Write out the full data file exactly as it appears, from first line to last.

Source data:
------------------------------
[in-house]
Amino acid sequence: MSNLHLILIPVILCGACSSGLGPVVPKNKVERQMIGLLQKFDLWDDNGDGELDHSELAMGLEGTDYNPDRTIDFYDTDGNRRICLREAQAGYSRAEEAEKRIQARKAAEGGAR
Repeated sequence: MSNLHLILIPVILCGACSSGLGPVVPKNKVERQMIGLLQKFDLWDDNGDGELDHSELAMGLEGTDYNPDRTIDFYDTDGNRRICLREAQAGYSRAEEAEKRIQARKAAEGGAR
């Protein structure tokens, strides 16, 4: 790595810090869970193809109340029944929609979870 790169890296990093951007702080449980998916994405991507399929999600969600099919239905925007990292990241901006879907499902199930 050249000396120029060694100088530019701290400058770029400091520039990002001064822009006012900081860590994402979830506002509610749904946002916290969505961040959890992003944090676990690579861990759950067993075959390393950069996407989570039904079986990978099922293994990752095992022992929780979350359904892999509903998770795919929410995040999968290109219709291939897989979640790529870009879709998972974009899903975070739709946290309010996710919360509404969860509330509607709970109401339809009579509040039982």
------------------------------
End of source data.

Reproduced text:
[in-house]
Amino acid sequence: MSNLHLILIPVILCGACSSGLGPVVPKNKVERQMIGLLQKFDLWDDNGDGELDHSELAMGLEGTDYNPDRTIDFYDTDGNRRICLREAQAGYSRAEEAEKRIQARKAAEGGAR
Repeated sequence: MSNLHLILIPVILCGACSSGLGPVVPKNKVERQMIGLLQKFDLWDDNGDGELDHSELAMGLEGTDYNPDRTIDFYDTDGNRRICLREAQAGYSRAEEAEKRIQARKAAEGGAR
């Protein structure tokens, strides 16, 4: 790595810090869970193809109340029944929609979870 790169890296990093951007702080449980998916994405991507399929999600969600099919239905925007990292990241901006879907499902199930 050249000396120029060694100088530019701290400058770029400091520039990002001064822009006012900081860590994402979830506002509610749904946002916290969505961040959890992003944090676990690579861990759950067993075959390393950069996407989570039904079986990978099922293994990752095992022992929780979350359904892999509903998770795919929410995040999968290109219709291939897989979640790529870009879709998972974009899903975070739709946290309010996710919360509404969860509330509607709970109401339809009579509040039982």